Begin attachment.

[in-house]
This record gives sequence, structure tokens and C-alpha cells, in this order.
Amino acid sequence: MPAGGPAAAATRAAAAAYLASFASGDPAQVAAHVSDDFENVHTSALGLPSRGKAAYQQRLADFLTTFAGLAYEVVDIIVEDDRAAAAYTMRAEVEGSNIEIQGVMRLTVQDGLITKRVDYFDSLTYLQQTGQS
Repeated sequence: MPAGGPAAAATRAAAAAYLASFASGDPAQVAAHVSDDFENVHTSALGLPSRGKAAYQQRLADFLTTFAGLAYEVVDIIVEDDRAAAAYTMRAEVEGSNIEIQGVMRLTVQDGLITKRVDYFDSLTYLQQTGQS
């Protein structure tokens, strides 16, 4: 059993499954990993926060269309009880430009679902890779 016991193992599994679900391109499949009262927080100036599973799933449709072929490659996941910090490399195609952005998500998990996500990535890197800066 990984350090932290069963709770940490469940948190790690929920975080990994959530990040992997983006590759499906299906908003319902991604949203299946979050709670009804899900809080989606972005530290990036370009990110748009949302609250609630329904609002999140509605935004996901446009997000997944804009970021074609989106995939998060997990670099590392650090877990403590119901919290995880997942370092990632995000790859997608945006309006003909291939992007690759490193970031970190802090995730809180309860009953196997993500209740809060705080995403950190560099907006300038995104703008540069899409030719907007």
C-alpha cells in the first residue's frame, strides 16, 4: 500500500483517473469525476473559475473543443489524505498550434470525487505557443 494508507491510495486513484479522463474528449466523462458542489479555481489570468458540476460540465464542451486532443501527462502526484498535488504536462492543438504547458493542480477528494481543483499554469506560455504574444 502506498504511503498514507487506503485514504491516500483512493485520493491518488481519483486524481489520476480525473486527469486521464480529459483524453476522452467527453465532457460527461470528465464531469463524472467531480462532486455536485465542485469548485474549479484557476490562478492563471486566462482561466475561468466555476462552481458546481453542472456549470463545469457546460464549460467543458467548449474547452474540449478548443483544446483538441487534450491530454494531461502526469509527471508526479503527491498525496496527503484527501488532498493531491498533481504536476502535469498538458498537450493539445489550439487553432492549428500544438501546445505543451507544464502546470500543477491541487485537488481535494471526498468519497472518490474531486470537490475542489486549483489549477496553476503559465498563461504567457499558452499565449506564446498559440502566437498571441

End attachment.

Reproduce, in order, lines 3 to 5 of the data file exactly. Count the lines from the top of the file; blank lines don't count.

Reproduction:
Amino acid sequence: MPAGGPAAAATRAAAAAYLASFASGDPAQVAAHVSDDFENVHTSALGLPSRGKAAYQQRLADFLTTFAGLAYEVVDIIVEDDRAAAAYTMRAEVEGSNIEIQGVMRLTVQDGLITKRVDYFDSLTYLQQTGQS
Repeated sequence: MPAGGPAAAATRAAAAAYLASFASGDPAQVAAHVSDDFENVHTSALGLPSRGKAAYQQRLADFLTTFAGLAYEVVDIIVEDDRAAAAYTMRAEVEGSNIEIQGVMRLTVQDGLITKRVDYFDSLTYLQQTGQS
């Protein structure tokens, strides 16, 4: 059993499954990993926060269309009880430009679902890779 016991193992599994679900391109499949009262927080100036599973799933449709072929490659996941910090490399195609952005998500998990996500990535890197800066 990984350090932290069963709770940490469940948190790690929920975080990994959530990040992997983006590759499906299906908003319902991604949203299946979050709670009804899900809080989606972005530290990036370009990110748009949302609250609630329904609002999140509605935004996901446009997000997944804009970021074609989106995939998060997990670099590392650090877990403590119901919290995880997942370092990632995000790859997608945006309006003909291939992007690759490193970031970190802090995730809180309860009953196997993500209740809060705080995403950190560099907006300038995104703008540069899409030719907007």